One of the nicest things about working with Go is its powerful suite of testing tools. Unlike other languages, which usually delegate the development of testing functionality to third-parties, Go’s standard testing package and the go test CLI are usually more than sufficient to rigorously test your application. That said, while working on large Go projects I’ve discovered a number of useful but lesser-known patterns that can make rigorously testing Go applications even better.

Pattern 1: Custom Test Filters via CLI Flags

When go test creates your test binary’s main method, it calls flags.Parse() in order to extract the command-line flags you pass it. As a result, you can also define application-specific flags and use them as part of your tests. This is a powerful way of filtering which tests you would like to run. Consider the following code, extracted from go-filecoin:

import (

var integrationTest = flag.Bool("integration", false, "Run integration tests")
var unitTest = flag.Bool("unit", true, "Run unit tests")

func IntegrationTest(t *testing.T) {
	if !*integrationTest {

func UnitTest(t *testing.T) {
	if !*unitTest {

Now, individual tests can be annotated with their test type by calling testflags.IntegrationTest(t) or testflags.UnitTest(t), and filtered by appending -integration or -unit to the go test invocation. Annotated tests are also made to run in parallel, which is a generally accepted good practice.

The drawback of this approach is that every test will need to call one of these test flag methods. In practice I haven’t found this to be an issue since code review generally prevent un-annotated tests from slipping through. Ideally it would be possible to require test annotation as part of the test’s execution, but I have not discovered a way of doing this just yet.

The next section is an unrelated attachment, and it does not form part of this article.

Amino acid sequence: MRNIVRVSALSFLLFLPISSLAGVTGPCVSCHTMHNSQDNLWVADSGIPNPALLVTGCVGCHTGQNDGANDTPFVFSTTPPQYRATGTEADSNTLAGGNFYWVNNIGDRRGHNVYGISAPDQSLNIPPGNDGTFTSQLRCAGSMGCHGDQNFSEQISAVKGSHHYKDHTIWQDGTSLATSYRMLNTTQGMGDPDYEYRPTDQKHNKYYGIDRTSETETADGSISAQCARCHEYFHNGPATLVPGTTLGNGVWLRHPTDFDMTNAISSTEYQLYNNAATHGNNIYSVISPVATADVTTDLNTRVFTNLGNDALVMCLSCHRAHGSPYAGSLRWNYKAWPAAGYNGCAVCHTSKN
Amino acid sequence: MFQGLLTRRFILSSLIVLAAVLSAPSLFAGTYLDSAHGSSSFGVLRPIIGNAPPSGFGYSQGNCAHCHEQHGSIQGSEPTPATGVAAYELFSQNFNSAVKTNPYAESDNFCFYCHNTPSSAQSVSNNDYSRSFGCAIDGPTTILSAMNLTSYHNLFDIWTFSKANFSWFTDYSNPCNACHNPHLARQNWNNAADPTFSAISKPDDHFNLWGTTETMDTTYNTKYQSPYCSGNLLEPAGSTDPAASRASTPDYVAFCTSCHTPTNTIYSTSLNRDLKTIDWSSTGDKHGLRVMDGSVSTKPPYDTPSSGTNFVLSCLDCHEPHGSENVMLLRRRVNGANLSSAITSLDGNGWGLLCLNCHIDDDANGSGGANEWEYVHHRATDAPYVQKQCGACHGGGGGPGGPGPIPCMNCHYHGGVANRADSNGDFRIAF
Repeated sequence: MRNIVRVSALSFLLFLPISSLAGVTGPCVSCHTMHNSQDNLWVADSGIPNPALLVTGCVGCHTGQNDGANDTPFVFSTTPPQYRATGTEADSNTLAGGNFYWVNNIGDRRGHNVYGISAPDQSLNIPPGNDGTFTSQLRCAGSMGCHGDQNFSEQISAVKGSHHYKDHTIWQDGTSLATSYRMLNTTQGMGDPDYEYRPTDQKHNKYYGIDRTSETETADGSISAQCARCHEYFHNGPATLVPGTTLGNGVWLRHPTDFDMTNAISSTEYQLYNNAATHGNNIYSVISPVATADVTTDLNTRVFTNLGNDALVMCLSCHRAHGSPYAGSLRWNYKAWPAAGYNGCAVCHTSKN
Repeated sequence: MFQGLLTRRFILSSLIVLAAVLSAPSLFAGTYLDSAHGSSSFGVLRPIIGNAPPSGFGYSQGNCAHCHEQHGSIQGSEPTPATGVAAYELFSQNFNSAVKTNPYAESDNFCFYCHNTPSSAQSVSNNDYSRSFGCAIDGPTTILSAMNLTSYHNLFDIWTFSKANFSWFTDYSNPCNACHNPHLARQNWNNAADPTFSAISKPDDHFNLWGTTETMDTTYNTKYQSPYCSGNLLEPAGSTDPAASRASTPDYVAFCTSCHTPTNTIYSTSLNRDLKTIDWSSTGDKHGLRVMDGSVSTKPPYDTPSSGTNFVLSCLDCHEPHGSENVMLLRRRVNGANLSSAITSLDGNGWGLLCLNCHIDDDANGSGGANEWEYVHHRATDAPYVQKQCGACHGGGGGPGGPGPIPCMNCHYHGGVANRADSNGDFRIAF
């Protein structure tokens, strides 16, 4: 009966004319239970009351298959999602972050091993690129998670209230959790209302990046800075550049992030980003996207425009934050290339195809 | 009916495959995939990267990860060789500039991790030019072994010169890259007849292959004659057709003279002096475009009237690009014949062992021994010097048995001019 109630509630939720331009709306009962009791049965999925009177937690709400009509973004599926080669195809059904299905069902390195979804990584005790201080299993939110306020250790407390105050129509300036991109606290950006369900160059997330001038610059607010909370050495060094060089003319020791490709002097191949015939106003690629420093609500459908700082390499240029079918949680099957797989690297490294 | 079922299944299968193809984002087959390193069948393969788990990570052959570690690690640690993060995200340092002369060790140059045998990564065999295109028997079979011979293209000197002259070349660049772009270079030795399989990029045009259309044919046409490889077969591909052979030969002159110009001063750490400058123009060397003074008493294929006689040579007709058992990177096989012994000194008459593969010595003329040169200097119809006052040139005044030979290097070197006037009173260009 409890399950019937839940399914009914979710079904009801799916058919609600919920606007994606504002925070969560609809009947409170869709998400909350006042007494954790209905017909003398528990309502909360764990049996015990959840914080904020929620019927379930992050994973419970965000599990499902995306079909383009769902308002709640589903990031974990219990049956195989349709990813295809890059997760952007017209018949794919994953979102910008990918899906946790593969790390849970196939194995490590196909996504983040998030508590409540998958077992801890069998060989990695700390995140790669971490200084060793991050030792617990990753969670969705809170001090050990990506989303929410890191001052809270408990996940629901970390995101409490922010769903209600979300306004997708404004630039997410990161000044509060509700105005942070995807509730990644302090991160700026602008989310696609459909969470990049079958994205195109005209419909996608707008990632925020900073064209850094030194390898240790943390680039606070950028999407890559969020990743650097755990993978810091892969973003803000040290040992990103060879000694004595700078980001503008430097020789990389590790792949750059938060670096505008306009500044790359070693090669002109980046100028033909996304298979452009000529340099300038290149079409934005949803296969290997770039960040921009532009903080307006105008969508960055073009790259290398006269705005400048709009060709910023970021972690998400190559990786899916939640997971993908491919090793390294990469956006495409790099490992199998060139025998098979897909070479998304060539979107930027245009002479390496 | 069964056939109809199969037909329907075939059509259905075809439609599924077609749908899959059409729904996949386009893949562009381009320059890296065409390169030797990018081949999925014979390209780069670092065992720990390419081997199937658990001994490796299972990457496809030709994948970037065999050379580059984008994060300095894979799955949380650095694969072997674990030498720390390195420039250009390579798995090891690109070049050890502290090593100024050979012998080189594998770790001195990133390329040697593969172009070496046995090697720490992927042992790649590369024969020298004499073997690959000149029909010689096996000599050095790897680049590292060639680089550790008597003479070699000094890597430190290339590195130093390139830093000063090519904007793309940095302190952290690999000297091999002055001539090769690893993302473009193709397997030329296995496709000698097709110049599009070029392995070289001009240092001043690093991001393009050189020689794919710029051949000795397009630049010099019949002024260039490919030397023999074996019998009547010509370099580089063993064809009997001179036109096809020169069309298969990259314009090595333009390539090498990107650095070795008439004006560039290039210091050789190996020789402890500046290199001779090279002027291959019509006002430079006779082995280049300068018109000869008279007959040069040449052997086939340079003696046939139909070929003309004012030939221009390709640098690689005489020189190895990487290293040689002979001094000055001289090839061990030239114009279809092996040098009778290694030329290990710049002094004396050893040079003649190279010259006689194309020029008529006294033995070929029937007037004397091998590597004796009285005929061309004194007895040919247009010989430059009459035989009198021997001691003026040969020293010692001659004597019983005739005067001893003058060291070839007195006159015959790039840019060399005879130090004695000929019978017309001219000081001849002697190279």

Pattern 2: *_test Packages

Until last year, the ability to create *_test packages wasn’t mentioned in Go’s official documentation. Their stated purpose is to allow for black-box testing of a package’s public methods without access to its internals. I’ve also found them useful for integration tests.

For example, let’s consider a package that will be managed through an IOC container such as wire. An integration test in this scenario might use the container to create whatever services the package exposes as well as its dependencies. Since creating the container might be complex, it would make sense to extract the logic into a testutils package. This creates a circular dependency, however: the test would require the test utility, which would then require the package under test. Placing the tests in a *_test package solves this problem while still somewhat adhering to the Go mantra of “place test files in the same package as the one being tested.”

Note that while *_test packages are a powerful tool they should be used sparingly and have some sometimes odd behavior. Unlike regular test files, private methods implemented in *_test packages are not exposed to other files in the package. Similarly, overuse of *_test packages to break circular dependencies usually implies a poorly-factored application.